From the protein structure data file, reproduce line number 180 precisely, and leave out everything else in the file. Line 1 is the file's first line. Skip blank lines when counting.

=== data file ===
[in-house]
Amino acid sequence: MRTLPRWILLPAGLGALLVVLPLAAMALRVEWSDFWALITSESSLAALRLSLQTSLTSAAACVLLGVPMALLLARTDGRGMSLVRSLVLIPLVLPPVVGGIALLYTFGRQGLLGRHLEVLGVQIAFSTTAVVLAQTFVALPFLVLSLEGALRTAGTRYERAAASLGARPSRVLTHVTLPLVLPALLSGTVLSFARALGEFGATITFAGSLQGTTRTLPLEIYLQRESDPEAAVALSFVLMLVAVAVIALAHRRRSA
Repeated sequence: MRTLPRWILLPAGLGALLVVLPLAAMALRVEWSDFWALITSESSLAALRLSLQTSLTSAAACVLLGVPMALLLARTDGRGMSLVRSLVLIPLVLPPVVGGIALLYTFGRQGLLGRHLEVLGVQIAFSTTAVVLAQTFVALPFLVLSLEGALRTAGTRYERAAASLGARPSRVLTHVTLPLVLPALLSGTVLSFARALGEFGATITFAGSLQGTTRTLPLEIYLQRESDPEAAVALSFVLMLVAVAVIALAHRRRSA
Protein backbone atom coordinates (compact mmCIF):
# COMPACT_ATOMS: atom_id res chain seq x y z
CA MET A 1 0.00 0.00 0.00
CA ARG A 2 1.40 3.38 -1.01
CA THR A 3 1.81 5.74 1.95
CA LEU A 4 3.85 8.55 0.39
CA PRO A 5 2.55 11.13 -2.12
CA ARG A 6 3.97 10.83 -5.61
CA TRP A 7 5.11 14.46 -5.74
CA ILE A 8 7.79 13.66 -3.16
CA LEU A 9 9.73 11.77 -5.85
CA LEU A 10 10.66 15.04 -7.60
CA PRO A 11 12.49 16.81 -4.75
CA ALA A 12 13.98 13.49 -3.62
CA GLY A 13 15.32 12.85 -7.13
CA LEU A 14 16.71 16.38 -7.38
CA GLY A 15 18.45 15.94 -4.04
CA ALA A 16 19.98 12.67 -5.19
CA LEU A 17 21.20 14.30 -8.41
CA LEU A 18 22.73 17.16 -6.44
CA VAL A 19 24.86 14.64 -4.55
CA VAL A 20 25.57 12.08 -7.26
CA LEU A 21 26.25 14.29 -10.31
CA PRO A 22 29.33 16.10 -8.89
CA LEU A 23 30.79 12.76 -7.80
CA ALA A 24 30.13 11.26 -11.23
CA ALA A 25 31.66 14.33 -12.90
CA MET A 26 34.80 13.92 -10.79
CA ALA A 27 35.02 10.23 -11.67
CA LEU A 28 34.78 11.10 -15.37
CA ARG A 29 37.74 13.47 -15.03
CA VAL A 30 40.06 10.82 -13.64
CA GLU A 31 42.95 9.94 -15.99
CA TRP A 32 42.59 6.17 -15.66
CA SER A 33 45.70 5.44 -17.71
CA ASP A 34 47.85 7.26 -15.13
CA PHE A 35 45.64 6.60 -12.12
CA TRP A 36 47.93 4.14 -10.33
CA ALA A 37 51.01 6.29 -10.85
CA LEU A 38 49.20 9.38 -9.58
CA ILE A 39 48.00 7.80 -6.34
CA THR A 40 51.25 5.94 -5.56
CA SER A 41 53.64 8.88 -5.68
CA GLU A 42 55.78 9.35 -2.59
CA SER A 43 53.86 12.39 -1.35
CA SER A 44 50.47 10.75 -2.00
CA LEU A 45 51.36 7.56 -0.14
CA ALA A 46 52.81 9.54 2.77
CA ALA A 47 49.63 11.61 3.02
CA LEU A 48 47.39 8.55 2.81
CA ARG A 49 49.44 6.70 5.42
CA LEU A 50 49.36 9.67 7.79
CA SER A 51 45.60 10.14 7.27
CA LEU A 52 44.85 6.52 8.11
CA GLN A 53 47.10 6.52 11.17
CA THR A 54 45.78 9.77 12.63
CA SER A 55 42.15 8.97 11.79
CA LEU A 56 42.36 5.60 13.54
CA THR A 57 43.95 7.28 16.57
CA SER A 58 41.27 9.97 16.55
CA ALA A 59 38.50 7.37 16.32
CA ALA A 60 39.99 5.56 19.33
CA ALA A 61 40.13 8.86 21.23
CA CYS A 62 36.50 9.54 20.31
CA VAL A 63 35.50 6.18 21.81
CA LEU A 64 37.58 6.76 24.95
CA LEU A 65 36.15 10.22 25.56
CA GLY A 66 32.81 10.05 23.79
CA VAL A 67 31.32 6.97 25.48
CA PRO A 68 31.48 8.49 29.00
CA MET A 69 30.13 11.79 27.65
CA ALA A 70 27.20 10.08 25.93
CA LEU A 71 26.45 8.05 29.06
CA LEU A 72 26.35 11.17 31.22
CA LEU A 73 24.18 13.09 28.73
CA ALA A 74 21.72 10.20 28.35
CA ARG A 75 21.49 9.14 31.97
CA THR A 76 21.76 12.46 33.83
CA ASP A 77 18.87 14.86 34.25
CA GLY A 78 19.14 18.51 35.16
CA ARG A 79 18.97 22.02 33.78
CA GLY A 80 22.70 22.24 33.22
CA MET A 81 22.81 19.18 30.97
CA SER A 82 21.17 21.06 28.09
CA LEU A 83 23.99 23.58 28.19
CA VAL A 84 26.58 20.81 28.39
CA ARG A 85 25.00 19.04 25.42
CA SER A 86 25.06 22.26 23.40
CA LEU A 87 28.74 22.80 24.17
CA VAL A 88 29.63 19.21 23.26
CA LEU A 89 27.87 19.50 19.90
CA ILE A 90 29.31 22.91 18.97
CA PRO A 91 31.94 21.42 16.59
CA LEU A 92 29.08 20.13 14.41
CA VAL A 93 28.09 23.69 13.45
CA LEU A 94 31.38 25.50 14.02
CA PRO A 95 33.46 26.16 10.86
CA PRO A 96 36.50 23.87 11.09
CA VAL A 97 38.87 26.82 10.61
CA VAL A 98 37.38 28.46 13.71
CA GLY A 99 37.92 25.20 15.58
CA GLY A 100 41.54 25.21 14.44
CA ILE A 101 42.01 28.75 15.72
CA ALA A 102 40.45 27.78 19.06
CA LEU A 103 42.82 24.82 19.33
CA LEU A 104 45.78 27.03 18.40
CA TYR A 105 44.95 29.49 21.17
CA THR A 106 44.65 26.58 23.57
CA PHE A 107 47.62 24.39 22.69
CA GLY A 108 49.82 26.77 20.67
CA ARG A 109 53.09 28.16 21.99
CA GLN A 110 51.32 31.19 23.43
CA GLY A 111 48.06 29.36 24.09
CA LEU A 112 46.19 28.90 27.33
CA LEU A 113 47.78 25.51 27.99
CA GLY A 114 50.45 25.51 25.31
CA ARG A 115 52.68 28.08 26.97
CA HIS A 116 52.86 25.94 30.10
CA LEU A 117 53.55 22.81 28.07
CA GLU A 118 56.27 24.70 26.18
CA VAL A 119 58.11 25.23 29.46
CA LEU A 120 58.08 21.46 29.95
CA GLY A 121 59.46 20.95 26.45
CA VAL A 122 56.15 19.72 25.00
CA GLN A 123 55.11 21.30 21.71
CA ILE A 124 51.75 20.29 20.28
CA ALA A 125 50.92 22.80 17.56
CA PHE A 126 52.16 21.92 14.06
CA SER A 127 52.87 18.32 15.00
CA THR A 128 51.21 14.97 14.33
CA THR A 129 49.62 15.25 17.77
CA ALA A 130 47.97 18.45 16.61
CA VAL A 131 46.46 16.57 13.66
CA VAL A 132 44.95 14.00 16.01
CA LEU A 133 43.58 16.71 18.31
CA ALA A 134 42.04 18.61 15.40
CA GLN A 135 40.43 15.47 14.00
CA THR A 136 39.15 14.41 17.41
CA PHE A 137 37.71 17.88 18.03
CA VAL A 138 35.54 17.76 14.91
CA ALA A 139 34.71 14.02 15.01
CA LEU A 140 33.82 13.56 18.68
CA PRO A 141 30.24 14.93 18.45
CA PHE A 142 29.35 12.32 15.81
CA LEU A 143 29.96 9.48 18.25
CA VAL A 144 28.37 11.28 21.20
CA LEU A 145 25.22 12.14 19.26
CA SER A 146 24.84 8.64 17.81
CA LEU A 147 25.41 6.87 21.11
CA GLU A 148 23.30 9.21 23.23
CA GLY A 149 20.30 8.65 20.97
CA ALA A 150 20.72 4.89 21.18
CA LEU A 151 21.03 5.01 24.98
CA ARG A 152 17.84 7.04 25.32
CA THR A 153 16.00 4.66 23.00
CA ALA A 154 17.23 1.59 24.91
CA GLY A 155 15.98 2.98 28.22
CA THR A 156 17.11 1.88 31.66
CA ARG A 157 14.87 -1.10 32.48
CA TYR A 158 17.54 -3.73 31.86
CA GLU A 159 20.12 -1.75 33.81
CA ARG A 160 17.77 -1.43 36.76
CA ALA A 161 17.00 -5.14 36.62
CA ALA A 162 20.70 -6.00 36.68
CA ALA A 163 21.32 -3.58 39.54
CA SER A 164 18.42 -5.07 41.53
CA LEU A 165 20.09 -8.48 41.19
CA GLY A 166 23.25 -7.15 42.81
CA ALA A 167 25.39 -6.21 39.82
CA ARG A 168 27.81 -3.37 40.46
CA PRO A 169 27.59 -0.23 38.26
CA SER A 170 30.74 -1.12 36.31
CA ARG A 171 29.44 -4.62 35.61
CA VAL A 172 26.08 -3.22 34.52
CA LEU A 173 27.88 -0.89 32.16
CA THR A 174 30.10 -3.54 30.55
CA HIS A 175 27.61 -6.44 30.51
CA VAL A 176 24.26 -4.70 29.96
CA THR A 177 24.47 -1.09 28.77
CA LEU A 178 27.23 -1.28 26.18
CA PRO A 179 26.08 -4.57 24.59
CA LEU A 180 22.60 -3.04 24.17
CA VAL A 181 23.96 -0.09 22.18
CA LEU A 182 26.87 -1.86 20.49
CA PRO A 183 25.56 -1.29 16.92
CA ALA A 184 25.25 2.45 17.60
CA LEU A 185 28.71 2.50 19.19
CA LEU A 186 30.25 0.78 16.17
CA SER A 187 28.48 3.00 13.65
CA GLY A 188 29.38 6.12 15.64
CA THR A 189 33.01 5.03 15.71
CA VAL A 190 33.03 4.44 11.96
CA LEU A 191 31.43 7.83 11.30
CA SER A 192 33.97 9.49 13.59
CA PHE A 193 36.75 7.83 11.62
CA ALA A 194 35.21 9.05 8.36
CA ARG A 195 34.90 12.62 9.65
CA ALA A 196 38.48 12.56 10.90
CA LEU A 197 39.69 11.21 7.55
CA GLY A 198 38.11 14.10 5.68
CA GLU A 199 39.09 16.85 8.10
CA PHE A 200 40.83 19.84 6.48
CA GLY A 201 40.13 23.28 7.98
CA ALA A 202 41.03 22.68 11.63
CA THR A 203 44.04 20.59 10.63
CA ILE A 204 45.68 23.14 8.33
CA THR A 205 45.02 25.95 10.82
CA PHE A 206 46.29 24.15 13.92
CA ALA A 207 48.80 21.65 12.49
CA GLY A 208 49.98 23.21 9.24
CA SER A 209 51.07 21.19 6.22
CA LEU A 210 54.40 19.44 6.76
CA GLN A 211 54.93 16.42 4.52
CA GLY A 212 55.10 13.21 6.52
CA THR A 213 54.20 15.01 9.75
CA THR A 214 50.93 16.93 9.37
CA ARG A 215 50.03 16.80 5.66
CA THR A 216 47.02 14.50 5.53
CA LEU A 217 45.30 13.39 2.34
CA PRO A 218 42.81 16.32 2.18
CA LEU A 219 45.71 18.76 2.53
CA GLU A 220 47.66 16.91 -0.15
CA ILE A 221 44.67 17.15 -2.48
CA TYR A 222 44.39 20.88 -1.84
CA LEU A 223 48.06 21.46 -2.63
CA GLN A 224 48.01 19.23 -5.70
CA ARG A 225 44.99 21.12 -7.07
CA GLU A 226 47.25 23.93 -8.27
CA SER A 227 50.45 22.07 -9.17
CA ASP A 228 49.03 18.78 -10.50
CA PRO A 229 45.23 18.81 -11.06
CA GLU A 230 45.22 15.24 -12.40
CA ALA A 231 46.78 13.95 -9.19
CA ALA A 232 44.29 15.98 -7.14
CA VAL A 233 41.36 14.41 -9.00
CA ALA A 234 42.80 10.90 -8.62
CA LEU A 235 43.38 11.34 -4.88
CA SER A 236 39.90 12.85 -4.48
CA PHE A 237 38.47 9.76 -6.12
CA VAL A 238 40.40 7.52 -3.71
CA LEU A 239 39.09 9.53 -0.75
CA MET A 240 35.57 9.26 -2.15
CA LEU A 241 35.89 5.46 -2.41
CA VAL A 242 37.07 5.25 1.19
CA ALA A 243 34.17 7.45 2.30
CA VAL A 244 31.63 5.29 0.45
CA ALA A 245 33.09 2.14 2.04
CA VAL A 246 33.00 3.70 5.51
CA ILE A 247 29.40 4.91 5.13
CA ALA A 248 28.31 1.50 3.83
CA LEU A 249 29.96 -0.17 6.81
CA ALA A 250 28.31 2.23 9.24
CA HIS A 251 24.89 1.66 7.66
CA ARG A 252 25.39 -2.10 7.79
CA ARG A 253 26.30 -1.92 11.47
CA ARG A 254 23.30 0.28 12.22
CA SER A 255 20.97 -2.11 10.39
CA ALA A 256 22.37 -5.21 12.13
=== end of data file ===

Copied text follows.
CA HIS A 175 27.61 -6.44 30.51